Sharing complex health-related resources could enhance school improvement by ensuring that pupils receive the comprehensive care and support they need to thrive.  Sharing such resources and best practice promotes a collaborative, more consistent, and equitable approach to health and wellbeing, which is essential to creating supportive and effective learning environments.

We believe there are several reasons why sharing these kinds of resources can help enhance school improvement:

  1. Improved Student Wellbeing: health and wellbeing are key foundations to pupil success and by sharing resources related to complex health issues, schools can better support the physical, sensory, mental, and emotional wellbeing of these young people: this likely leads to healthier pupils who are more ready to engage and learn.
  2. Access to Expertise: not many schools have in-house expertise to handle complex health-related issues, and so sharing these resources allows schools to benefit from the knowledge and experience of specialised professionals, such as complex health nurses, counsellors, and therapists, ensuring that pupils can receive high-quality care and support.
  3. Consistent Care: we can better ensure that there is a consistent approach to managing health issues across different schools if resources and practice are shared. This consistency is vital for pupils who may transfer between schools or local authorities, ensuring that their care and support remain continuous.
  4. Professional Development: staff can greatly benefit from professional development related to health issues, so by sharing resources, we can help provide training and development opportunities that equip staff with the skills and knowledge to effectively support young people with complex health needs.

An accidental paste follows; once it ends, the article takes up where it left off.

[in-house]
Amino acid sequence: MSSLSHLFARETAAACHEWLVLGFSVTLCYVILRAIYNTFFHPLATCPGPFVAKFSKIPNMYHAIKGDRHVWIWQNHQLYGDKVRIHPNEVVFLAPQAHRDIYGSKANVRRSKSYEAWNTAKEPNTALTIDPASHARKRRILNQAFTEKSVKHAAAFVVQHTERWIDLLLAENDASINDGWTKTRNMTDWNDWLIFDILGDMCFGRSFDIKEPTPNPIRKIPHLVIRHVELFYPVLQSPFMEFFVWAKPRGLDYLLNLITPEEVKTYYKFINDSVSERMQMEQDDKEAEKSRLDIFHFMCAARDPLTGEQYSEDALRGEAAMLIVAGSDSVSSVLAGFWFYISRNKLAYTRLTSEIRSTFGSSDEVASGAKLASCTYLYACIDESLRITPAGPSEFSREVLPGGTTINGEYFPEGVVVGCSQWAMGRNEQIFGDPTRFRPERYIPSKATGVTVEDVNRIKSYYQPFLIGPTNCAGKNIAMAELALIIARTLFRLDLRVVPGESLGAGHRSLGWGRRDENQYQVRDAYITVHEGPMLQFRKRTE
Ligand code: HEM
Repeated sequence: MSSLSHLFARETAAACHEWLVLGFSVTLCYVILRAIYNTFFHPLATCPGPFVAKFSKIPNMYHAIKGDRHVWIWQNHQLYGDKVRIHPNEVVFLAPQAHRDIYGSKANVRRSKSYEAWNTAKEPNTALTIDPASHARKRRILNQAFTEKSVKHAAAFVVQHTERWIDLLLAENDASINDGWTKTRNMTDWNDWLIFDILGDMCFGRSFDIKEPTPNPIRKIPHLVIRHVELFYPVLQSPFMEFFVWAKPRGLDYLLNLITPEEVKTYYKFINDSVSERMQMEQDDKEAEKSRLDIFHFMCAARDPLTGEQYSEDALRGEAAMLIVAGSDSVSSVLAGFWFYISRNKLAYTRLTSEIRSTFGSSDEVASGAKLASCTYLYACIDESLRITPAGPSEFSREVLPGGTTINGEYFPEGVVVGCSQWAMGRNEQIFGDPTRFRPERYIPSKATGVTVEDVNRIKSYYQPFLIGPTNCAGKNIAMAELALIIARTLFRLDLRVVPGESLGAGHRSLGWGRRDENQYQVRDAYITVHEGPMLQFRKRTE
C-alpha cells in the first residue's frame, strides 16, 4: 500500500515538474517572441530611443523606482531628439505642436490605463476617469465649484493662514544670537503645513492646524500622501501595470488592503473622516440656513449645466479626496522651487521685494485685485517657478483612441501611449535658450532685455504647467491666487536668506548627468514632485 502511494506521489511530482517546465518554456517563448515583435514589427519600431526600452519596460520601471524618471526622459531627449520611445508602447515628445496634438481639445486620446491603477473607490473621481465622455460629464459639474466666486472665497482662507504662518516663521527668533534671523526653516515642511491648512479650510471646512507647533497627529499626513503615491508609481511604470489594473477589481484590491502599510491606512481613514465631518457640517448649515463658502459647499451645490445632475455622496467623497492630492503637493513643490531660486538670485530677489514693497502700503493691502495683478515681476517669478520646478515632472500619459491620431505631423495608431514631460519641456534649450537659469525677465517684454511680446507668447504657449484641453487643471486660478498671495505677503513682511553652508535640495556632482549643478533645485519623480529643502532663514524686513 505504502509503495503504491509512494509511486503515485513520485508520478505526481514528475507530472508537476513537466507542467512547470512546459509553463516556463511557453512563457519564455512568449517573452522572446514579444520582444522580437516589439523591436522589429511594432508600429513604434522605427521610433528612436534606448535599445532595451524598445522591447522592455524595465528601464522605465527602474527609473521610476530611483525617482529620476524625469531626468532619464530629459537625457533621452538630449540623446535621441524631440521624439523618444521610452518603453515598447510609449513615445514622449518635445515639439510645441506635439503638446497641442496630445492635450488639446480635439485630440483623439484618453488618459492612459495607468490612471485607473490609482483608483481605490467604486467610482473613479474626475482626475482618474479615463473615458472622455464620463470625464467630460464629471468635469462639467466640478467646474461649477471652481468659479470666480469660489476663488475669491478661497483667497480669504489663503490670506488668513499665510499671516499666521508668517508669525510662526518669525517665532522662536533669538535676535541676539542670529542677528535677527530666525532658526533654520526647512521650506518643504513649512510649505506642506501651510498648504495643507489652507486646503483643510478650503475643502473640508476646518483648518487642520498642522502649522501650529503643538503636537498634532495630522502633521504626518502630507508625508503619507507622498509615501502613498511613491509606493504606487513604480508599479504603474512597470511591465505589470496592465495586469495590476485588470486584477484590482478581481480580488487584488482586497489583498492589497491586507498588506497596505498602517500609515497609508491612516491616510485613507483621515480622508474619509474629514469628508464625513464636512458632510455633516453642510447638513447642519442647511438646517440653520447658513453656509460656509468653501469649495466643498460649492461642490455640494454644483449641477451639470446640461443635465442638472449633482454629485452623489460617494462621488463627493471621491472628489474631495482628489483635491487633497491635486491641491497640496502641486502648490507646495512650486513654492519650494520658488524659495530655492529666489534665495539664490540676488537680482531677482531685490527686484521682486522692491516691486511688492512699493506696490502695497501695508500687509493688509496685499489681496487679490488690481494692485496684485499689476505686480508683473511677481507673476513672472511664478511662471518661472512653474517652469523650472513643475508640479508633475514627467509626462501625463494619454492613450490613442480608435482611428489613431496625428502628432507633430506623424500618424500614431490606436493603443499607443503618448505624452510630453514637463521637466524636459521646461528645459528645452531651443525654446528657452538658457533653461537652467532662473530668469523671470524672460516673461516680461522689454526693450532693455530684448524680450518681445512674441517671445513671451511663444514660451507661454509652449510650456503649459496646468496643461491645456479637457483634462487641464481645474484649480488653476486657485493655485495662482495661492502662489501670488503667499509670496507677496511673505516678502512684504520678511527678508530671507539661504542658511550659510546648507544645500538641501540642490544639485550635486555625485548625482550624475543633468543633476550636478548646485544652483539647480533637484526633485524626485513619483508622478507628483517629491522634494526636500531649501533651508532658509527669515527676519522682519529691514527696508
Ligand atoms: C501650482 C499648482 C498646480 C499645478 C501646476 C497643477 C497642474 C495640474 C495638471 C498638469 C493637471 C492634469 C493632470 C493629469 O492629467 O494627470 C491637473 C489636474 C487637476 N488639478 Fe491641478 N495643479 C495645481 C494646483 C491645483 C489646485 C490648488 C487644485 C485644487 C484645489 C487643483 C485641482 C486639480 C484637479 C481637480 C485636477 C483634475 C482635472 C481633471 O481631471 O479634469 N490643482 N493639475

5. Comprehensive Health Care [Support] Plans: sharing how HCPs can be established facilitates the development of comprehensive support plans which should integrate medical, educational, and social support, ensuring that all aspects of wellbeing are addressed in a coordinated manner.
  6. Crisis Management: schools need to be prepared to handle health emergencies. Shared resources can include guidelines and best practices for managing health crises, ensuring we’re ready to respond effectively to emergencies, mitigating risk and ensuring pupil safety.
  7. Enhanced Collaboration: sharing resources naturally encourages collaboration between schools, healthcare professionals, families, and community organisations.  A transdisciplinary collaborative approach ensures that all key people are involved in supporting the health and wellbeing of pupils in a timely manner, leading to more inclusive and effective interventions.
  8. Equity in Health Support: by sharing health-related resources, schools can ensure that pupils, regardless of socioeconomic backgrounds, have access to the health support they need, promoting equity and ensuring that no individual is disadvantaged due to a lack of resources.
  9. Parent and Community Engagement: schools can better engage with parents and the community if these kinds of resources are shared.  When schools can provide clear, consistent information and support regarding health issues, it fosters trust and collaboration with families and community partners.
  10. Data Sharing and Best Practices: schools can share data and best practices related to health interventions, helping to identify what works and what doesn’t.  This evidence-based and transdisciplinary approach will likely lead to improved health outcomes for pupils and more effective use of resources.
  11. Policy Development: sharing such resources can inform policy development at the school and wider levels.  By understanding and implementing best practices in health support, schools can create policies that ensure the health and safety of all pupils.